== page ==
One of the main benefits associated with becoming a private limited company is the ability to take money out of the company in a more tax efficient way. While the profit made by soletraders and partnerships is taxed as income, the owners and directors of limited companies typically pay themselves a small salary (equal to the tax-free personal allowance of £11,000) and take the rest as dividends.
In order to declare a dividend legitimately and benefit from these tax advantages, it’s essential to ensure the money exists in the company as profit in the first place. Secondly, you must make sure you record the details of the declaration accurately. Tick both of these boxes and there’s no risk of falling foul of HMRC.
What paperwork needs to be completed?
To make a legitimate dividend declaration, the board of directors first needs to pass an ordinary resolution of the members and record it in the company records. You must also provide each shareholder with a dividend voucher to show the number and type of shares held, along with the dividend amount and the tax credit.
Dividends can only be paid from retained profit
Section 830 of the Companies Act 2006 states that: ‘a company may only make a distribution out of profits available for this purpose’. Some directors and limited company contractors make the mistake of overpaying dividends by declaring them based on the company’s bank balance, rather than profits. When corporation tax is then taken into account at the end of the year, they find their profits have reduced and the level of dividends they’ve paid actually creates a loss.
It is the director’s responsibility to check there are sufficient profits in the company before declaring a dividend. Failure to do so could result in what is known as an ‘Ultra Vires’, or illegal dividend.
What happens if an illegal dividend is declared?
If you fail to check there are sufficient profits in the business before declaring a dividend, you risk paying out more money than the company has in retained profits, and subsequently creating a loss. The result is that you will be trading while insolvent and your director’s loan account will become overdrawn.
A director’s loan occurs when you take money out of your company that isn’t a salary, dividend or expense repayment, and isn’t money you’ve previously loaned or paid into the company. Any money you borrow or pay into the company must be recorded in a ‘director’s loan account’. If a director’s loan account becomes overdrawn, any money that remains unpaid is treated as an outstanding loan, and this can create tax complications for both the company and its director.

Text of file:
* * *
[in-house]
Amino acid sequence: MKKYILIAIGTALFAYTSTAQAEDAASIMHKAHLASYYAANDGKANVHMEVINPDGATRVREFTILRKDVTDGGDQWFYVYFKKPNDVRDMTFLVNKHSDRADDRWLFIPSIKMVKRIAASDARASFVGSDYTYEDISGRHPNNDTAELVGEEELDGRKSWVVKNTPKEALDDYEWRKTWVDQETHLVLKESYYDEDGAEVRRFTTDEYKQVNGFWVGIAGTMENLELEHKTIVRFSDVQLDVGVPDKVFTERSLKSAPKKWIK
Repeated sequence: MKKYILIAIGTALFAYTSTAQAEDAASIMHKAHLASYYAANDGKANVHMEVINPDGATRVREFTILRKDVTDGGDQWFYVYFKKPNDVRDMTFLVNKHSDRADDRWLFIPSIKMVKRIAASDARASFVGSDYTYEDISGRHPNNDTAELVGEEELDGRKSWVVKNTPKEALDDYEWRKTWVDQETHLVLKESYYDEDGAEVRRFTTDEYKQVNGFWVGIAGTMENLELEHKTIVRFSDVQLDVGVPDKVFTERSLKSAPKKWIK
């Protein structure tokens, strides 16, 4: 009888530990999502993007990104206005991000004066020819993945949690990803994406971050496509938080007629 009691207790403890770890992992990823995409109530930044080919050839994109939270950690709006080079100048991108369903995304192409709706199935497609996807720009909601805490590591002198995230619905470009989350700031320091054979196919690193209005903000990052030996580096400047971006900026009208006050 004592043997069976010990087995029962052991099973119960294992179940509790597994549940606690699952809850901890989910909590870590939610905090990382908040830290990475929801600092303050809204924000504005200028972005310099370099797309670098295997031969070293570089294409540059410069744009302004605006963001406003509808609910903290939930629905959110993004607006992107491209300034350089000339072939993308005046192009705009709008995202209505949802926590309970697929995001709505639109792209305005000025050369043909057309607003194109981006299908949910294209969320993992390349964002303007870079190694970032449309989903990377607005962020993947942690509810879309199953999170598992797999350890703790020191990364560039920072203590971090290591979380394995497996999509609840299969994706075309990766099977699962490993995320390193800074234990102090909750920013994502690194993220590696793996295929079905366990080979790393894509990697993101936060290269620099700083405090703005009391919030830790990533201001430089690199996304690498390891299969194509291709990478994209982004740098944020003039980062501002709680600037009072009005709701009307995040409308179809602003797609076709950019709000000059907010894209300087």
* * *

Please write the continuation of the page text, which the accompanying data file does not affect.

If you fail to take reasonable care in declaring the dividend, there’s also the risk that the Ultra Vires dividend declaration will lead to an HMRC investigation, payment penalties, and even the dividend being recategorised as salary. It will then be subject to additional income tax and National Insurance contributions.
What happens if the company becomes insolvent?
If a dividend has been paid unlawfully and the company becomes insolvent, there is a very real risk that the recipient(s) of the unlawful dividend will become personally liable for the repayment. Even if the overpayment of the dividend was accidental, HMRC will argue that it is your duty as a director to be aware of the company’s financial position at all times.
When insolvency and the payment of unlawful dividends are combined, directors will face pressure to explain their actions on both counts. For this reason, if you are approaching insolvency and have an overdrawn director’s loan account resulting from unlawful dividends, you should seek professional advice.
What should you do next?
The good news is that declaring an illegal dividend is not a criminal offence. If you have paid an illegal dividend, the easiest way to rectify the situation is to repay the money as soon as you can. However, if you are unable to do so and fear the company has become insolvent, you should get in touch with our team of insolvency practitioners for the expert assistance and free advice you need.